To do that, simply open your worklog and select a previously reported issue. You will see a pop-up window with the same details you would fill while logging a brand new task. Simply edit the details in the field and confirm the changes in the bottom right corner of the window.
Jira project time tracking
Jira task time tracking is simple - but what if we want to report on more just than an individual task?
How to start project time tracking in Jira?
To start gathering data on hours spent working on a project, you first need to activate the option.
By default, the option is turned on in Jira. However, should you happen to turn it off by accident, you can turn this feature back on in the Time Tracking module for your project.
Global settings for Jira project time tracking
After creating a project, you may also select the global settings for Jira project time tracking.
To do so, go to the Administrator panel in the top right corner and select Issues. Then, on the sidebar, under Issues Features, select Time Tracking and Edit global settings.
In this window, you can set:
- the number of working hours in a day,
- the number of working days in a week,
- time display format,
- default time unit (day, hour or minute),
- the option to allow copying work description for the same task.
Then, save the details and enjoy your project!
What if Jira time tracking doesn’t suit me?
As you can see from the list above, Jira time tracking contains a few basic time tracking features you may use to monitor your projects. Fortunately for such demanding users, Jira has numerous integrations that allow you to connect the software with nearly any other tool you may find more fitting for time tracking.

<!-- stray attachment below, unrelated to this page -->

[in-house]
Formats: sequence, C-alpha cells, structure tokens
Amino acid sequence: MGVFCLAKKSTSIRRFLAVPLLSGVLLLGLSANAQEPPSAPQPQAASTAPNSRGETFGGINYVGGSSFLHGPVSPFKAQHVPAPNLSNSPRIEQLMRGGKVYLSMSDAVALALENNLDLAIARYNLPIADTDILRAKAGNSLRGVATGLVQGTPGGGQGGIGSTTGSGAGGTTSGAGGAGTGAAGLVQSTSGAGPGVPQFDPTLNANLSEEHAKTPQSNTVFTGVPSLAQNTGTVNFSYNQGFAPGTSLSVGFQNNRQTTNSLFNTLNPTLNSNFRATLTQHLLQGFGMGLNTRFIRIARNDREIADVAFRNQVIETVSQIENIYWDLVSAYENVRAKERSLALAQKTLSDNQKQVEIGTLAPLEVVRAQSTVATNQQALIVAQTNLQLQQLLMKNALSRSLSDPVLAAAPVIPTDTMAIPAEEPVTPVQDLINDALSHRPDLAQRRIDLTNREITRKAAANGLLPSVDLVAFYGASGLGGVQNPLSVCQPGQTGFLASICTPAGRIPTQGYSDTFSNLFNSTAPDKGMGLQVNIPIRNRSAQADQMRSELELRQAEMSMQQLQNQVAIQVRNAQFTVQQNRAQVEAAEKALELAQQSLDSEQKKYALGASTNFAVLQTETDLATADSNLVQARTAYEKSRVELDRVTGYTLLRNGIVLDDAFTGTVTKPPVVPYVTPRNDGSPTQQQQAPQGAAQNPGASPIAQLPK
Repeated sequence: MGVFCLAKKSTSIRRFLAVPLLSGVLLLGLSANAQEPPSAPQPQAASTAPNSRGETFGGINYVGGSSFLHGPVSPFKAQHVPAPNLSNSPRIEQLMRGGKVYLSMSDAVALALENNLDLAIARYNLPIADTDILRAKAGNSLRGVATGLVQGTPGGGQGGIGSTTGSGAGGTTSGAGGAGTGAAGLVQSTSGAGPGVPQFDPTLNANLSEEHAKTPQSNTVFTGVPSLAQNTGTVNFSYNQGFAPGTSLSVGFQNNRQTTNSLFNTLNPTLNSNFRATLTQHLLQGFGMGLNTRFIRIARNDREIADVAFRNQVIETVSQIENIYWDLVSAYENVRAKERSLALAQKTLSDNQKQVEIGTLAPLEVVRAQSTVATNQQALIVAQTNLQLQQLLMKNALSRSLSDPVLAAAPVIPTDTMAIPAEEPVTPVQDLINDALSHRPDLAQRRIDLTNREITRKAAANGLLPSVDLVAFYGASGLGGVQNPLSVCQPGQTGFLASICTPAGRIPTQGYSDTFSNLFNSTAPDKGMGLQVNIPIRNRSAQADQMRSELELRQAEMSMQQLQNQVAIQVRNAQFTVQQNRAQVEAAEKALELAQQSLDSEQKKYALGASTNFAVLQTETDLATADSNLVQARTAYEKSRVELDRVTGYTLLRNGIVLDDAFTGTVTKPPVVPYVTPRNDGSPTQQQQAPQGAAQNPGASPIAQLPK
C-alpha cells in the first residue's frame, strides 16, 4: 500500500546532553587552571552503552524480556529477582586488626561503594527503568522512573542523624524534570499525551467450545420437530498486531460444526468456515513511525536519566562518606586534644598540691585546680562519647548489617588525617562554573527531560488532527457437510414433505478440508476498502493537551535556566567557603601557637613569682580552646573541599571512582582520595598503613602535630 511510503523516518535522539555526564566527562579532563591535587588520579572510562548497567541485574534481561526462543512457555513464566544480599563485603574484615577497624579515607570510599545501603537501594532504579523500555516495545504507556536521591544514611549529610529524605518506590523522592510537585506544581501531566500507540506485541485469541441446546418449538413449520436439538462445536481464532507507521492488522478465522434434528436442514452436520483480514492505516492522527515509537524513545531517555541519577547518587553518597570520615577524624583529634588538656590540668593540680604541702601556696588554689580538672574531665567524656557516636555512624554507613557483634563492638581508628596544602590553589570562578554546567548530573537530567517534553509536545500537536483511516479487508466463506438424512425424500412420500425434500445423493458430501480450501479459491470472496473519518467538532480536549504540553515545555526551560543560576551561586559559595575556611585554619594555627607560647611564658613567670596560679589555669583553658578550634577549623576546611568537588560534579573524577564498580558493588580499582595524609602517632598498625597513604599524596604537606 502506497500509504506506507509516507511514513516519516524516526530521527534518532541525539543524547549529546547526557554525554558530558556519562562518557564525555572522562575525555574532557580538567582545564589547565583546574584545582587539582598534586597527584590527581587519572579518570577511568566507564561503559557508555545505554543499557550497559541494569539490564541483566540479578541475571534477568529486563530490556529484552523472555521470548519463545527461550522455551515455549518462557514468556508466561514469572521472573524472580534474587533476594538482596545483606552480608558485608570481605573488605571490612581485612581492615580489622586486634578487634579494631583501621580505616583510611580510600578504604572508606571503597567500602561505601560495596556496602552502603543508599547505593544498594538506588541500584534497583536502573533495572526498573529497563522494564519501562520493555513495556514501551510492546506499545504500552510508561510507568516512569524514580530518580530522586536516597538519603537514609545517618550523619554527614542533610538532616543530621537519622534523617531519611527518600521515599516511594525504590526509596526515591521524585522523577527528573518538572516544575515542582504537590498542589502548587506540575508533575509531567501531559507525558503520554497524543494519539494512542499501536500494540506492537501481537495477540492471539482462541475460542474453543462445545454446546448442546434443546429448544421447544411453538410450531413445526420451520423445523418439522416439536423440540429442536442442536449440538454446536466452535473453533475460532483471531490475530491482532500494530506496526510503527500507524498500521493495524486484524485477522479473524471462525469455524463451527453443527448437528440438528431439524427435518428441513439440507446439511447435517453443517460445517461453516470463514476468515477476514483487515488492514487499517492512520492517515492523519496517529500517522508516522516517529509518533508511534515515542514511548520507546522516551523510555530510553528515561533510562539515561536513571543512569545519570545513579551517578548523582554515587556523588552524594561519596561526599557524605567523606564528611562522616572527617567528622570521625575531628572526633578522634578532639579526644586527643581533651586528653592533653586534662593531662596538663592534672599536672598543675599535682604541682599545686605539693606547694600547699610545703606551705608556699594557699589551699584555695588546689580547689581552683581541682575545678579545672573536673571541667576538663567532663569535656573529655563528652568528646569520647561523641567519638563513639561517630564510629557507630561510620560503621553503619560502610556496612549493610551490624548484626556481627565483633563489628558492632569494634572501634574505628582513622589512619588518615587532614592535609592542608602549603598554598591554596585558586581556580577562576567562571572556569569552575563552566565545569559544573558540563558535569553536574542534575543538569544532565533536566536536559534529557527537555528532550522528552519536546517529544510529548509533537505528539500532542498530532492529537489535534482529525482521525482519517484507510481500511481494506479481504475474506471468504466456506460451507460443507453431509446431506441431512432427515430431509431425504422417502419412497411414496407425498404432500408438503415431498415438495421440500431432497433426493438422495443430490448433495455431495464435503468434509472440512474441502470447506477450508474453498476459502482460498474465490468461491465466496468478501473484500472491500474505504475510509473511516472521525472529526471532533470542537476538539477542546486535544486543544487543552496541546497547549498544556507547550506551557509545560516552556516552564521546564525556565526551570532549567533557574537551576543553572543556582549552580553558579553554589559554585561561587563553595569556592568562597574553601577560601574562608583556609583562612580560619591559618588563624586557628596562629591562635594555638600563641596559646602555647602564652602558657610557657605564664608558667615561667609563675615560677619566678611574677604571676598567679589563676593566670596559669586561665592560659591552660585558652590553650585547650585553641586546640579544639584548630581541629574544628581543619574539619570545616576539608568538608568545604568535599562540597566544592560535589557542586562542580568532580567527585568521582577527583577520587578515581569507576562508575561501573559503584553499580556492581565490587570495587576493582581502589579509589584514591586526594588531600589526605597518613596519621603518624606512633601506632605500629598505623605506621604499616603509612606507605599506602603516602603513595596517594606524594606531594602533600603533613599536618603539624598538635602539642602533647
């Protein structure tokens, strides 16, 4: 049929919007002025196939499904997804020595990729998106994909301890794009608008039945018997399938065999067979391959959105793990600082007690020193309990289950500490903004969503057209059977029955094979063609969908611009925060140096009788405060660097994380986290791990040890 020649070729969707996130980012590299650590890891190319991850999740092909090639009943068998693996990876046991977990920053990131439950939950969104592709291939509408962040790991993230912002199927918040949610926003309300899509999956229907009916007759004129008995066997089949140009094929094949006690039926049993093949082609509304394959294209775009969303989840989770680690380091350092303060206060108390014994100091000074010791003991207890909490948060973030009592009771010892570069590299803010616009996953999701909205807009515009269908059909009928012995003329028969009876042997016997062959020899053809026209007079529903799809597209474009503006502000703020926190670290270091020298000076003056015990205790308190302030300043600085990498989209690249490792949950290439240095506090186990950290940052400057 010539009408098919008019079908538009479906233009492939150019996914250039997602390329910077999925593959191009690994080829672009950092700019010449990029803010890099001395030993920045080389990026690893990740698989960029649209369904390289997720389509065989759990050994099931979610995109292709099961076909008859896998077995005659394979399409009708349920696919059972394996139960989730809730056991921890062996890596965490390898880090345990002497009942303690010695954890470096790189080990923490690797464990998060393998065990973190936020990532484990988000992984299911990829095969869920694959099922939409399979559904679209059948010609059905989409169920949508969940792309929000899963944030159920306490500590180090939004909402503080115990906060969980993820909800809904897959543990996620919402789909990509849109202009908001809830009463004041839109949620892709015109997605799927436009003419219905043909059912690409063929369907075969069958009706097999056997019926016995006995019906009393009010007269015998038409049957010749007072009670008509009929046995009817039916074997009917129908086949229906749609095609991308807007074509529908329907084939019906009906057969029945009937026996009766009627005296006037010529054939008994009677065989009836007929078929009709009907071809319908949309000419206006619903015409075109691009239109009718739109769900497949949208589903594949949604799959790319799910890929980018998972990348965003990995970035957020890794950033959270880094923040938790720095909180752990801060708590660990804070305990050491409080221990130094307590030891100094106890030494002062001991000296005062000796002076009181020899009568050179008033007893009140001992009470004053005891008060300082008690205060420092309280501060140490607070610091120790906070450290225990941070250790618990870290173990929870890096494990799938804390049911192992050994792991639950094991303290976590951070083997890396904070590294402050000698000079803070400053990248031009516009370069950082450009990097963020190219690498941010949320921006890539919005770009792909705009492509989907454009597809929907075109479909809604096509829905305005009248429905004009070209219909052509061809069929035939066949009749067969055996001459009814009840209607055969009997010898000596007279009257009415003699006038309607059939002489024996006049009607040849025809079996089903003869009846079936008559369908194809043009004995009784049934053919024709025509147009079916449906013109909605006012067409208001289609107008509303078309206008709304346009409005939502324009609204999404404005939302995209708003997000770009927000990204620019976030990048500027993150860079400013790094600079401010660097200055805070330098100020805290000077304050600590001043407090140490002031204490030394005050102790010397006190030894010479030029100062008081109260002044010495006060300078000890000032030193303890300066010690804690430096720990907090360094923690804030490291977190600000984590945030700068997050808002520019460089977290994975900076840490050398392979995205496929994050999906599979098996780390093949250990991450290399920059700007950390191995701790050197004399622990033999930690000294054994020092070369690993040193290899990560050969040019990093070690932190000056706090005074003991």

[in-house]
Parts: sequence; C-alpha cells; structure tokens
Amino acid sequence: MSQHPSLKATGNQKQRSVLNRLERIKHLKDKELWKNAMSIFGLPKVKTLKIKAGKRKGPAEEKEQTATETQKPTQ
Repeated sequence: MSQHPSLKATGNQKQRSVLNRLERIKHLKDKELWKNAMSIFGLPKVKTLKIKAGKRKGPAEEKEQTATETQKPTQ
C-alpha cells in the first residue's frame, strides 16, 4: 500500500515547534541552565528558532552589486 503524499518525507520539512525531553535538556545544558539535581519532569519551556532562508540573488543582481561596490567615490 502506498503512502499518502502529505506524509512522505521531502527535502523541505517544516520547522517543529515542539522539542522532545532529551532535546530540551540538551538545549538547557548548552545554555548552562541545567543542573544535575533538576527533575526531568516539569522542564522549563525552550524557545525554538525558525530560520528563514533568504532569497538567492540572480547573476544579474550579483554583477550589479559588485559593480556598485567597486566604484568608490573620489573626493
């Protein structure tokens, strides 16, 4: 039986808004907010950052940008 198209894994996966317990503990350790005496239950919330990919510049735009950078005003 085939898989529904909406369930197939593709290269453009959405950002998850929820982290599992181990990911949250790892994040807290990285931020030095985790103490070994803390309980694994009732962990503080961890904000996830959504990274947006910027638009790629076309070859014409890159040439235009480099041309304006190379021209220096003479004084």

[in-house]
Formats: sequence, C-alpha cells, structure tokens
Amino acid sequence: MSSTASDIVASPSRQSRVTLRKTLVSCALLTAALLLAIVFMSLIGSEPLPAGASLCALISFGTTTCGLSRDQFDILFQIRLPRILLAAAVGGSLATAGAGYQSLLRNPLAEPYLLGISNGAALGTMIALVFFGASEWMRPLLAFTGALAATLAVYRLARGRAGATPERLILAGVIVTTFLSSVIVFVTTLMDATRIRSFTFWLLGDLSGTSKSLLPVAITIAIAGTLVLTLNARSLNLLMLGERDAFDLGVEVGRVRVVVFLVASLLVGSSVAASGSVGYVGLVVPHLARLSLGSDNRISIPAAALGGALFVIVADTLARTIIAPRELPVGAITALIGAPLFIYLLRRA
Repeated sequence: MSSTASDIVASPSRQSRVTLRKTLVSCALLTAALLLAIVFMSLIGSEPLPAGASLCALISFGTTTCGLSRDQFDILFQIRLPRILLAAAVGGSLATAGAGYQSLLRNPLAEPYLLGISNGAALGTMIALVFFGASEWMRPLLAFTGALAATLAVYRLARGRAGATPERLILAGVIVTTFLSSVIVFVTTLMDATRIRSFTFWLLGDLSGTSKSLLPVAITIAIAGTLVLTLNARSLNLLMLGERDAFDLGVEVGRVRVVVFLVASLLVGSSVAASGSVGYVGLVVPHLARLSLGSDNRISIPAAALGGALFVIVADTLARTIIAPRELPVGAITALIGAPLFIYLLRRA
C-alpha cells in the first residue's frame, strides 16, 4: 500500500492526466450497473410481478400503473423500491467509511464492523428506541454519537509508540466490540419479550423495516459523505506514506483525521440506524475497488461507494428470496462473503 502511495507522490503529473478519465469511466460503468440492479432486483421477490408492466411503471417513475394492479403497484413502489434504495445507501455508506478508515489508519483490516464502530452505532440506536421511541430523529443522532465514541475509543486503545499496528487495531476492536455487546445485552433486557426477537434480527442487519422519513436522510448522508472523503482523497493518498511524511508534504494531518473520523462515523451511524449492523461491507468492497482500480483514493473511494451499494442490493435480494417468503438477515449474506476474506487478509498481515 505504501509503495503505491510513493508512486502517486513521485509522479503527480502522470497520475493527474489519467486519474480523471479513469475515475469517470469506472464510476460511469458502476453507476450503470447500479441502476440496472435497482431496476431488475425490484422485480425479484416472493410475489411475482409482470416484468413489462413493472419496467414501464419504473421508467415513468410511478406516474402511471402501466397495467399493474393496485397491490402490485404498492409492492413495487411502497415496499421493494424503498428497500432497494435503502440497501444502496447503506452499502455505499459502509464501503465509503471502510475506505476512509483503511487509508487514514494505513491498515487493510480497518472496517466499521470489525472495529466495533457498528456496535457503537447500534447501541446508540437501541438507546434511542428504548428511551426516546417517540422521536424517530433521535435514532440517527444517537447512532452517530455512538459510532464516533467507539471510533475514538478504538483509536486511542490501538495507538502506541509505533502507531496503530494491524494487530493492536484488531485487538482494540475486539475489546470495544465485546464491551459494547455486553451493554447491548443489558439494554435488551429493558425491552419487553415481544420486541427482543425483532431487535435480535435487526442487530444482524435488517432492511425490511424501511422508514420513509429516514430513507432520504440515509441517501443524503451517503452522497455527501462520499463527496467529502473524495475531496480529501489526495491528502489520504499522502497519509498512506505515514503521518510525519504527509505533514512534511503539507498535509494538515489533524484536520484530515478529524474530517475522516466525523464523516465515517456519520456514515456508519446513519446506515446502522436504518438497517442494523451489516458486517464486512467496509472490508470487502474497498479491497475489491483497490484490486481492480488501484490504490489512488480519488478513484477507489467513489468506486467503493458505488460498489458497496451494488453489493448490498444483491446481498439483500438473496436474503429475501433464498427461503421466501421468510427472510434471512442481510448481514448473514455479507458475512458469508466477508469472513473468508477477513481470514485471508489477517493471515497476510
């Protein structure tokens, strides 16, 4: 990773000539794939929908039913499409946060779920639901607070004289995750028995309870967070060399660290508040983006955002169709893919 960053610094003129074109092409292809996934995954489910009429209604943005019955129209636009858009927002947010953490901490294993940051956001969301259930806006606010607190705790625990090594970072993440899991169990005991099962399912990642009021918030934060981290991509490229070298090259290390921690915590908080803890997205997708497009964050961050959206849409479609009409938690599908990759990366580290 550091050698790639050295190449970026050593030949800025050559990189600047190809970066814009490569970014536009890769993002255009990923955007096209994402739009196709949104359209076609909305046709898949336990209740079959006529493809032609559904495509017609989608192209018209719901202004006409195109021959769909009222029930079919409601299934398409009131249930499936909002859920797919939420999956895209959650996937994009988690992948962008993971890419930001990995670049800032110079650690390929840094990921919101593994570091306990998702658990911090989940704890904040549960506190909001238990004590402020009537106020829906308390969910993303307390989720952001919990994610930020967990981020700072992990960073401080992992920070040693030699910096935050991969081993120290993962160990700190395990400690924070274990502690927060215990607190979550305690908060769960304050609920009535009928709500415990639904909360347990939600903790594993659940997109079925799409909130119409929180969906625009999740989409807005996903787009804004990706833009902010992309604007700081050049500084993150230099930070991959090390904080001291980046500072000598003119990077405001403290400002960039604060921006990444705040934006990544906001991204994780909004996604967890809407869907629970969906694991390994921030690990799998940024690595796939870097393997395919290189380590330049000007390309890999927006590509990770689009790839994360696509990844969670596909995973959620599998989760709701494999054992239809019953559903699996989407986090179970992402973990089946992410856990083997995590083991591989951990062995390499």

What features are not included in Jira time tracking software?
Time tracking in Jira is very simple: it only contains projects with tasks and subtasks, along with time constraints and other general details.
However, Jira lacks a more general approach to the subject. The tool does not contain:
- calendar with drag-and-drop Gantt chart showing responsibilities of both particular employee and the entire team,
- skill management,
- Jira resource management,
- advanced reports,
- information on wages and project budgeting.
Jira vs dedicated tools: which time tracking is better?
Jira time tracking may be enough for teams and their project managers who work at individual operations. However, some tools can offer more than just the basics. Let’s see how Jira compares to one of them - we will use the example of Primetric.
- advanced time tracking for individual employees,
- progress bar in a task window,
- ability to generate timesheets for a project,
- task management,
- roadmaps for individual projects.
On the other hand, Primetric has:
- advanced time tracking for people, projects and teams,
- comprehensive timesheet reports with budgeting,
- project, stage and workload management,
- complete project portfolio management feature,
- resource and skill management with capacity calculations,
- wages and project accounting,
- time offs with requests,
- advanced reports.
As you can see, Jira time tracking can only provide you with only a fraction of the features you would find in the other tools - such as Primetric
What can you get from integrating Jira with Primetric?
Primetric is a comprehensive project portfolio management tool that can offer you every feature you need to succeed in your service-based business.
Apart from all the features missing from Jira time tracking, Primetric also offers:
- information on leaves, absences and public holidays that need to be included in the project schedule,
- comprehensive budgeting based on information on wages and tracked hours, as well as project finances (incomes, overheads, etc.),
- smart drag and drop allocation with a search bar that can help project managers to look for the right person for the job and manage resource allocation,
- automatically calculated capacity for team members (absences and holidays included),
- advanced and customizable reports on key indicators, including benches, overtimes and overbooking,
- skill management feature with information on experience, skills and certifications of employees,
- a comprehensive overlook of all the projects and people involved in them,
- alerts and notifications for key issues, incl. overbooking,
- constant support from Primetric’s advisors.